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Tyrosines in the influenza A virus M2 protein cytoplasmic tail are critical for production of infectious virus particles.

W Harry Feinstone Department of Molecular Microbiology and Immunology, Johns Hopkins University, Bloomberg School of Public Health, 615 North Wolfe Street, Suite 5132, Baltimore, Maryland 21205, USA.
Journal of Virology (Impact Factor: 4.65). 09/2010; 84(17):8765-76. DOI: 10.1128/JVI.00853-10
Source: PubMed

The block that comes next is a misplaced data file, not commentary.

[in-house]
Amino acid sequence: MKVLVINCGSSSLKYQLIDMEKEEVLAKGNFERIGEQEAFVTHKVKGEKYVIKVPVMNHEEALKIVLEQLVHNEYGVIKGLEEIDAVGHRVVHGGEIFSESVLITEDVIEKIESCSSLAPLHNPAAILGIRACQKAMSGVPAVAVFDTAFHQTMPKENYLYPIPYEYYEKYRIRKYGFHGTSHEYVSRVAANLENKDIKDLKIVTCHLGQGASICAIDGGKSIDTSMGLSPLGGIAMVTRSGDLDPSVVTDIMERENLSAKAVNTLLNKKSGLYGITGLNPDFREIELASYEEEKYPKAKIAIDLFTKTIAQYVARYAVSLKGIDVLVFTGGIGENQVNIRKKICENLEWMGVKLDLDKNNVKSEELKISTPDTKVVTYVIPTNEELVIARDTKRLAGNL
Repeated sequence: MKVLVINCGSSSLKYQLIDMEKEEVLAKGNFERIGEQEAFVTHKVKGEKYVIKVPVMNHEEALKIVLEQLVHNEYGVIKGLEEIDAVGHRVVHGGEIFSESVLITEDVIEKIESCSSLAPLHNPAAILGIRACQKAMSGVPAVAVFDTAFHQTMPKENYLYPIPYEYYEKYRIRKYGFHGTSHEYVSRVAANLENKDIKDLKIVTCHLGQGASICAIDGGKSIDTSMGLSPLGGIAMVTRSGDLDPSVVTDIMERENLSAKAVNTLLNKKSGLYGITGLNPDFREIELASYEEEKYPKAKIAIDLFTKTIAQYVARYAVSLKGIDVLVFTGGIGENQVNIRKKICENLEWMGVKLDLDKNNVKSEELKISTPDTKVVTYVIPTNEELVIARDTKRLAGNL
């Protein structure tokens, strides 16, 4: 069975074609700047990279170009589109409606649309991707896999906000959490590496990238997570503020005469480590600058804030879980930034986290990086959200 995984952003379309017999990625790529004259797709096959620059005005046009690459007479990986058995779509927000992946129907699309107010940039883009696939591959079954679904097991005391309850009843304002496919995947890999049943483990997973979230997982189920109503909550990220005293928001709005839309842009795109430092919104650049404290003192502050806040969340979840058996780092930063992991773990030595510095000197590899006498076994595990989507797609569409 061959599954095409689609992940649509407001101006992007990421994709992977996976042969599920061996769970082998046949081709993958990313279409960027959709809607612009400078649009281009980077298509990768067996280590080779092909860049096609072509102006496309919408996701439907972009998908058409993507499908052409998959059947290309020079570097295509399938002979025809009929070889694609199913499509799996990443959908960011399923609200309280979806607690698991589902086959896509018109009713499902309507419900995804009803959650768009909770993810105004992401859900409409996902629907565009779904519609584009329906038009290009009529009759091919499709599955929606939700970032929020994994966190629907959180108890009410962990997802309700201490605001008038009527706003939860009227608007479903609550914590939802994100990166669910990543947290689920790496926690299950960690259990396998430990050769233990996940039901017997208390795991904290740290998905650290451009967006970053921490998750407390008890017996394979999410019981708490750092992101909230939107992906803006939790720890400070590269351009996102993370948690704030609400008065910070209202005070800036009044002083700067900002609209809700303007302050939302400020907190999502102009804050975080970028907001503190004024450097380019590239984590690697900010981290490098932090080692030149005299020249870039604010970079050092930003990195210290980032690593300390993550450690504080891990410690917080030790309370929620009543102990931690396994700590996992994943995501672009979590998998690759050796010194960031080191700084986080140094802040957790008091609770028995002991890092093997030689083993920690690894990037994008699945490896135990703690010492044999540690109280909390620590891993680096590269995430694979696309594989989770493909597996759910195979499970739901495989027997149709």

ABSTRACT The cytoplasmic tail of the influenza A virus M2 protein is required for the production of infectious virions. In this study, critical residues in the M2 cytoplasmic tail were identified by single-alanine scanning mutagenesis. The tyrosine residue at position 76, which is conserved in >99% of influenza virus strains sequenced to date, was identified as being critical for the formation of infectious virus particles using both reverse genetics and a protein trans-complementation assay. Recombinant viruses encoding M2 with the Y76A mutation demonstrated replication defects in MDCK cells as well as in primary differentiated airway epithelial cell cultures, defects in the formation of filamentous virus particles, and reduced packaging of nucleoprotein into virus particles. These defects could all be overcome by a mutation of serine to tyrosine at position 71 of the M2 cytoplasmic tail, which emerged after blind passage of viruses containing the Y76A mutation. These data confirm and extend our understanding of the significance of the M2 protein for infectious virus particle assembly.

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